THE ISLAND

In a milder variation on the theme of self-discovery through experience sounded in Hatchet (Newbery Honor, 1988), Wil spends a few solitary days on an island near his home, tuning into nature and his own creativity. Wil has just moved from Madison, Wisconsin, to a decrepit country house near his father's new highway job. Feeling dislocated but not rebellious, Wil suddenly decides to camp out on the island that he has just discovered; he sends new friend Susan to tell his parents he won't be coming home for a while. He is engrossed in trying to re-create his experiences (what his grandmother was like, a turtle capturing and eating a sunfish) in words and in paint; he observes wildlife and takes up meditation. Meanwhile, his parents don't understand and are upset; they even send a psychologist to check him out, but not before the media have descended on this odd story. Wil is a fully developed character and—as Susan's mother suggests—gifted ("one of the thirsty people who need to know"); it's easy to imagine Paulsen as such an unusual boy. But there are some implausibilities in his story, including why a boy of 15 deciding to camp out a short distance from his home, in June, should cause such a fuss; and how such apparently limited and unimaginative parents could have produced such a son. And although there are some tautly written scenes (a fight with the local bully; Wil trying to imitate the loon's cry in order to understand the meaning of the loon), much of the book moves slowly. Fuller development of the parents would have made a stronger book; still, Wil's realization that they too are worthy of understanding makes a poignant conclusion to a novel that will appeal most to the unusual reader.

Pub Date: April 1, 1988

ISBN: 0439786622

Page Count: -

Publisher: Orchard/Watts

Review Posted Online: Oct. 18, 2011

Kirkus Reviews Issue: March 15, 1988

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This story is necessary. This story is important.

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THE HATE U GIVE

Sixteen-year-old Starr Carter is a black girl and an expert at navigating the two worlds she exists in: one at Garden Heights, her black neighborhood, and the other at Williamson Prep, her suburban, mostly white high school.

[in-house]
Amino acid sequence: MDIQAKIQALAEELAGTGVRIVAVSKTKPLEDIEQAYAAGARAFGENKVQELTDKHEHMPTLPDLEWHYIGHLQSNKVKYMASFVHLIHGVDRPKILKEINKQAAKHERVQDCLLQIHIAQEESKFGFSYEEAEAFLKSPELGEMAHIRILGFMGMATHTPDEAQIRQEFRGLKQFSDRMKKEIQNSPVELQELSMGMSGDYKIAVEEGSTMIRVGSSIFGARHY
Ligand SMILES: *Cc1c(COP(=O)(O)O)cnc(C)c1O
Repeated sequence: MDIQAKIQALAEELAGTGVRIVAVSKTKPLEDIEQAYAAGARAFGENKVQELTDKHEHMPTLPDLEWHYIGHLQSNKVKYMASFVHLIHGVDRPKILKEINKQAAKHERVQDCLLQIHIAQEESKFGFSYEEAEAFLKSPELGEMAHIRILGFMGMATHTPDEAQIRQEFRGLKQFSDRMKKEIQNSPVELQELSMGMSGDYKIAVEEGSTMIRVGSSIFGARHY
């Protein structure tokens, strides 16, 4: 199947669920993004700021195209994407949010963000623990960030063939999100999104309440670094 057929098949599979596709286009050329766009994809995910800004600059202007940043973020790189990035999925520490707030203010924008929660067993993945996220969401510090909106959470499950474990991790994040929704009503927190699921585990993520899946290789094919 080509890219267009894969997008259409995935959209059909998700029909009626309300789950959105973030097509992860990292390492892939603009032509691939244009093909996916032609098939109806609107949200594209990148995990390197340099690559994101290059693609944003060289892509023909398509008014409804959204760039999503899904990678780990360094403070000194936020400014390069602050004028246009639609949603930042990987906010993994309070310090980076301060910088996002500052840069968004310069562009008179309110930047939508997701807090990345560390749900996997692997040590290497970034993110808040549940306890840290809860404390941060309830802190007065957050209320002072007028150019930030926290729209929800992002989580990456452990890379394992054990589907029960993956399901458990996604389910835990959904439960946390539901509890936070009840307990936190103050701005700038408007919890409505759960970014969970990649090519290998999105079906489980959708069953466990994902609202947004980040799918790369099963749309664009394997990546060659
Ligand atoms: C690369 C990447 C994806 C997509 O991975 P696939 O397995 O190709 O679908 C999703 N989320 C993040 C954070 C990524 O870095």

Walking the line between the two becomes immensely harder when Starr is present at the fatal shooting of her childhood best friend, Khalil, by a white police officer. Khalil was unarmed. Khalil’s death becomes national news, where he’s called a thug and possible drug dealer and gangbanger. His death becomes justified in the eyes of many, including one of Starr’s best friends at school. The police’s lackadaisical attitude sparks anger and then protests in the community, turning it into a war zone. Questions remain about what happened in the moments leading to Khalil’s death, and the only witness is Starr, who must now decide what to say or do, if anything. Thomas cuts to the heart of the matter for Starr and for so many like her, laying bare the systemic racism that undergirds her world, and she does so honestly and inescapably, balancing heartbreak and humor. With smooth but powerful prose delivered in Starr’s natural, emphatic voice, finely nuanced characters, and intricate and realistic relationship dynamics, this novel will have readers rooting for Starr and opening their hearts to her friends and family.

This story is necessary. This story is important. (Fiction. 14-adult)

Pub Date: Feb. 28, 2017

ISBN: 978-0-06-249853-3

Page Count: 464

Publisher: Balzer + Bray/HarperCollins

Review Posted Online: Dec. 6, 2016

Kirkus Reviews Issue: Dec. 15, 2016

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Engrossing, contemplative, and as heart-wrenching as the title promises.

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THEY BOTH DIE AT THE END

What would you do with one day left to live?

In an alternate present, a company named Death-Cast calls Deckers—people who will die within the coming day—to inform them of their impending deaths, though not how they will happen. The End Day call comes for two teenagers living in New York City: Puerto Rican Mateo and bisexual Cuban-American foster kid Rufus. Rufus needs company after a violent act puts cops on his tail and lands his friends in jail; Mateo wants someone to push him past his comfort zone after a lifetime of playing it safe. The two meet through Last Friend, an app that connects lonely Deckers (one of many ways in which Death-Cast influences social media). Mateo and Rufus set out to seize the day together in their final hours, during which their deepening friendship blossoms into something more. Present-tense chapters, short and time-stamped, primarily feature the protagonists’ distinctive first-person narrations. Fleeting third-person chapters give windows into the lives of other characters they encounter, underscoring how even a tiny action can change the course of someone else’s life. It’s another standout from Silvera (History Is All You Left Me, 2017, etc.), who here grapples gracefully with heavy questions about death and the meaning of a life well-lived.

Engrossing, contemplative, and as heart-wrenching as the title promises. (Speculative fiction. 13-adult).

Pub Date: Sept. 5, 2017

ISBN: 978-0-06-245779-0

Page Count: 384

Publisher: HarperTeen

Review Posted Online: June 5, 2017

Kirkus Reviews Issue: June 15, 2017

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